Fear and anxiety about a disease can be overwhelming and cause strong emotions in adults and children. Managing stress and anxiety during this time is important for all of us.  Taking care of our mental health goes along with taking care of our physical health.

This list of resources to manage stress and anxiety was compiled by our friends at Casco Bay CAN.  It has great information for adults and youth.

As always, make sure you're getting enough sleep, eating nutritious foods, and getting exercise. Those actions support our physical and mental health, too.

We all have mental health, and it's okay to talk about.  Let's continue to support each other during this time.

We'll continue to update this area with new information.

The City of Bangor does not recommend using playground equipment at this time.

COVID-19 can live on surfaces for up to three days, and there is no routine cleaning or disinfecting of these areas.

If equipment is used, keep 6 feet apart and have no more than 10 people at a time.

Be sure to wash hands (or use hand sanitizer) frequently, especially before and after use.

We recognize outdoor play is important for children, especially right now.  Parks and trails remain open for use with proper social distancing, and the recommendation to avoid using any park equipment.

The health and safety of everyone in our community is our top priority.

Schools are working hard to make sure students have access to food during this time.

Bangor School Dept student meals may be picked up Monday - Friday between 12-1 pm from any of the following schools: Abraham Lincoln, Downeast, Vine, Fairmount, and Doughty, Corner of Bolling and Mitchell; 979 Essex St (Holiday MHP); Cameron Stadium Mt Hope parking lot; Bangor Tire on Market St; Ranger Inn. Time is 12-1, same as the Abraham Lincoln, Vine Street, Downeast, Fairmount, and Doughty school sites.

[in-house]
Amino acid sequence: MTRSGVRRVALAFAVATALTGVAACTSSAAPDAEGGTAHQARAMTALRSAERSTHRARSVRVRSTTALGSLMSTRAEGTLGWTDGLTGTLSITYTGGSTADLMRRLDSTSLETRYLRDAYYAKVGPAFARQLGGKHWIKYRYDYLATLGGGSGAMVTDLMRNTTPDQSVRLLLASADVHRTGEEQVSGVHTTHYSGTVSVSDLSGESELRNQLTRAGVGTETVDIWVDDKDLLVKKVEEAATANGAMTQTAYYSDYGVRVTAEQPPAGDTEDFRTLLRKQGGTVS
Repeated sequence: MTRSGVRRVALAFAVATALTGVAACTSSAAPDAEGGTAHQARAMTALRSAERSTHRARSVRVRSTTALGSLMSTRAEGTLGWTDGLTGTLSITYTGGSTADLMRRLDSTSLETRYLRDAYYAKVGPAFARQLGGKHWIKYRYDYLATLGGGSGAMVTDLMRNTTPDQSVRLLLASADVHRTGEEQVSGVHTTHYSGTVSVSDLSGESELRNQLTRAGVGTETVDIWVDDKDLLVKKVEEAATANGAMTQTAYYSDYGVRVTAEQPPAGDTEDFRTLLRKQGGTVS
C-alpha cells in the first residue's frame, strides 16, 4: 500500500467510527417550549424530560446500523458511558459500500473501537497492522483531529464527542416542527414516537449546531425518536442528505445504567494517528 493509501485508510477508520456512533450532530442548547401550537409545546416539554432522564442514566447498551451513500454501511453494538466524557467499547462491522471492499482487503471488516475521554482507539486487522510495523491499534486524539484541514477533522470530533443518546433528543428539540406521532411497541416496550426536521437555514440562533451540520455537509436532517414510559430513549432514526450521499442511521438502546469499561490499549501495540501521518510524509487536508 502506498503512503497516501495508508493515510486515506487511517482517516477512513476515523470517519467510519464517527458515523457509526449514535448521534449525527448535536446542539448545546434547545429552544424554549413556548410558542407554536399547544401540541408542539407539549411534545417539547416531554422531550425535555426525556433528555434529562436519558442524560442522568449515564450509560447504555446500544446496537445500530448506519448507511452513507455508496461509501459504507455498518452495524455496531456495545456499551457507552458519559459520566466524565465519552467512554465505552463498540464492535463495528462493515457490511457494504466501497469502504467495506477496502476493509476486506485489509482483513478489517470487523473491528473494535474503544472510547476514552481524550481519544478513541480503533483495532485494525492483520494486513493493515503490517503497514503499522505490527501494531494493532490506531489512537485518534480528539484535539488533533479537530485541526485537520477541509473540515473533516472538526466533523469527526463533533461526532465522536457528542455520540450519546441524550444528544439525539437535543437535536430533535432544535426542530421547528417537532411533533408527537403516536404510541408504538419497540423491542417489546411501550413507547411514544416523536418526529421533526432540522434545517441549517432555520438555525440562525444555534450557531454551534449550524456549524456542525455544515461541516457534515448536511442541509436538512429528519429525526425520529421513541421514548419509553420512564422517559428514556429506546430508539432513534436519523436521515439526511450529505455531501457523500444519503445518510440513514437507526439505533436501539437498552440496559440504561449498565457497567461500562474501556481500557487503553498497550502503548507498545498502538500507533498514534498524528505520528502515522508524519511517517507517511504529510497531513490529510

In the event that someone cannot get transportation to a site, please call your child’s school and they will see what they can do to transport to you.

Please check the Bangor School Dept FaceBook page and website for updates to this information.  If you do not live in Bangor, please check your students' school website and Facebook pages for meal site information.

We're currently working on a list of faith-based organizations who are offering online services/sermons/worship opportunities.  Please contact us if you'd like your place of worship  listed.

The following guide provides basic work place, school, home, and commercial establishment hygiene, cleaning and work-flow information.

Quick Guide

Learn how to prepare and take action. Click to review the comprehensive tool kits created by US CDC.

At Home

Homeless Shelters

Community & Faith Settings

Schools and Childcare

Businesses & Employers

Events and Gatherings

Get the latest public health information, directly from the following sources:

US CDC and Maine CDC